Friday, September 16, 2005

Artic Ice melt may have passed the "point of no return."

Scientists have recorded a record loss of sea ice in the Arctic this summer. Many now fear that the Arctic has entered an irreversible phase of warming which will accelerate the loss of polar ice that has helped to keep the climate stable for thousands of years.

Satellites monitoring the Arctic have found that the extent of the sea ice this August has reached its lowest monthly point on record, dipping an unprecedented 18.2 per cent below the long-term average. Scientists believe that this level of ice loss has not happened in hundreds or perhaps thousands of years.

Mark Serreze, one of the scientists at the Snow and Ice Data Centre who monitor Arctic sea ice, says;

This will be four Septembers in a row that we've seen a downward trend. The feeling is we are reaching a tipping point or threshold beyond which sea ice will not recover.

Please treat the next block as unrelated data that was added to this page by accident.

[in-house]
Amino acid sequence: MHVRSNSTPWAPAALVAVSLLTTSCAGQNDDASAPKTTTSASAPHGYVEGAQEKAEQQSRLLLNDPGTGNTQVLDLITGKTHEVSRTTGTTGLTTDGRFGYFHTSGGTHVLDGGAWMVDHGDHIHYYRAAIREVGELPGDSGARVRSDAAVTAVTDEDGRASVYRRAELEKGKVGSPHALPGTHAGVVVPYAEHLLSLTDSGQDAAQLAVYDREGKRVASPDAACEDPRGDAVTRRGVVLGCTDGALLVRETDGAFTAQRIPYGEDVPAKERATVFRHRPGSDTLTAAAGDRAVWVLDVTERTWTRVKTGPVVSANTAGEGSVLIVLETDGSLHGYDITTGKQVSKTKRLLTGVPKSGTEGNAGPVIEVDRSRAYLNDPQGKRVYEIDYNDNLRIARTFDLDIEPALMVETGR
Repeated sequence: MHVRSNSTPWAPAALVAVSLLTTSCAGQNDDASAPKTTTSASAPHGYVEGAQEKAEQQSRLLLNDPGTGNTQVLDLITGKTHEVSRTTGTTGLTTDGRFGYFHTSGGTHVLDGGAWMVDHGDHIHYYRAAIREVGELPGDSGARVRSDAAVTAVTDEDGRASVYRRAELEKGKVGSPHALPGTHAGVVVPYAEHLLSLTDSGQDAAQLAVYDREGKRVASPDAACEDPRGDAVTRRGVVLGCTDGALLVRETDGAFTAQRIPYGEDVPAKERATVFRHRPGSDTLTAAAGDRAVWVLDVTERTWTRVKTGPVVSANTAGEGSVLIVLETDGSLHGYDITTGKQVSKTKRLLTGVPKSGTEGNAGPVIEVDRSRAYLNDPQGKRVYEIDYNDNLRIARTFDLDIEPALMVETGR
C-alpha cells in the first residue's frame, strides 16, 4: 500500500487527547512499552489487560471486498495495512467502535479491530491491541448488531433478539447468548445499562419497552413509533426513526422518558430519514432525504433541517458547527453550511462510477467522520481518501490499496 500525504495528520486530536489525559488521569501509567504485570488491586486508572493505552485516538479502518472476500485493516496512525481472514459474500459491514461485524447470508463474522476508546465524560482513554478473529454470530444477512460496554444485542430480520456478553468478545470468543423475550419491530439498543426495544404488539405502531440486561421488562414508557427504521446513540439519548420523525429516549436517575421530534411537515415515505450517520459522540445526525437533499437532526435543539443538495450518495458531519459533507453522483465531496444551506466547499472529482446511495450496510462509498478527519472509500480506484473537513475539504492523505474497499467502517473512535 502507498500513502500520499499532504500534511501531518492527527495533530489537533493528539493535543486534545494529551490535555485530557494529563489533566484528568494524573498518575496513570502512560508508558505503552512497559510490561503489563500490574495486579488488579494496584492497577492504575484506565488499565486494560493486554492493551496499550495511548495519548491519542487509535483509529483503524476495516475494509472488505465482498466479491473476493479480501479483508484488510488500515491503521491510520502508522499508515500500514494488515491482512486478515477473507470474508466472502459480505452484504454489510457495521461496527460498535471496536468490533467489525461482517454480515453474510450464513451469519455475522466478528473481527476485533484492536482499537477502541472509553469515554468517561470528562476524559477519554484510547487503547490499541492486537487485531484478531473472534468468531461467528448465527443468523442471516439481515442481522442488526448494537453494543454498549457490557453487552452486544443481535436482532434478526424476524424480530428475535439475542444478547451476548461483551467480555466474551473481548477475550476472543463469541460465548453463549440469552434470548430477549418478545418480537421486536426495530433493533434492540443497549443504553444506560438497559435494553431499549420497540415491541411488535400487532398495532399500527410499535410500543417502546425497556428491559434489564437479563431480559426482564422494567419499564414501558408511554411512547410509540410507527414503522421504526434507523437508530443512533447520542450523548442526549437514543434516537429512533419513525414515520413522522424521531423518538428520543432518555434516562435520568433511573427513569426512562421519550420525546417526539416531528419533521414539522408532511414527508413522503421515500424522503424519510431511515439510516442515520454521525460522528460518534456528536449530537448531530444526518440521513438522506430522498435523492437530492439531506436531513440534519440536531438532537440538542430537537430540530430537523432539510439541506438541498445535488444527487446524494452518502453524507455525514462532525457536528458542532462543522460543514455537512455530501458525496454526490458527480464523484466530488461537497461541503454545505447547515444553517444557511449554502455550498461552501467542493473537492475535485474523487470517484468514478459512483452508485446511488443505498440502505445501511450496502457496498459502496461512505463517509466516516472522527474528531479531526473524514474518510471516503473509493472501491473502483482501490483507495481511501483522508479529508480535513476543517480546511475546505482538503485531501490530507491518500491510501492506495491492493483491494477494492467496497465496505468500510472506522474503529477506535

Sea ice reflects up to 80 per cent of sunlight hitting it but this "albedo effect" is mostly lost when the sea is uncovered. "We've exposed all this dark ocean to the sun's heat so that the overall heat content increases," he explained.

Current computer models suggest that the Arctic will be entirely ice-free during summer by the year 2070 but some scientists now believe that even this dire prediction may be over-optimistic, said Professor Peter Wadhams, an Arctic ice specialist at Cambridge University.

When the ice becomes so thin it breaks up mechanically rather than thermodynamically. So these predictions may well be on the over-optimistic side.

Drastic changes in global weather patterns will have a dramatic impact on the limits of what is sustainable human development. We face a problem that extends far beyond renewable energy or reliable water sources. The variables involved are wild and unpredictable.


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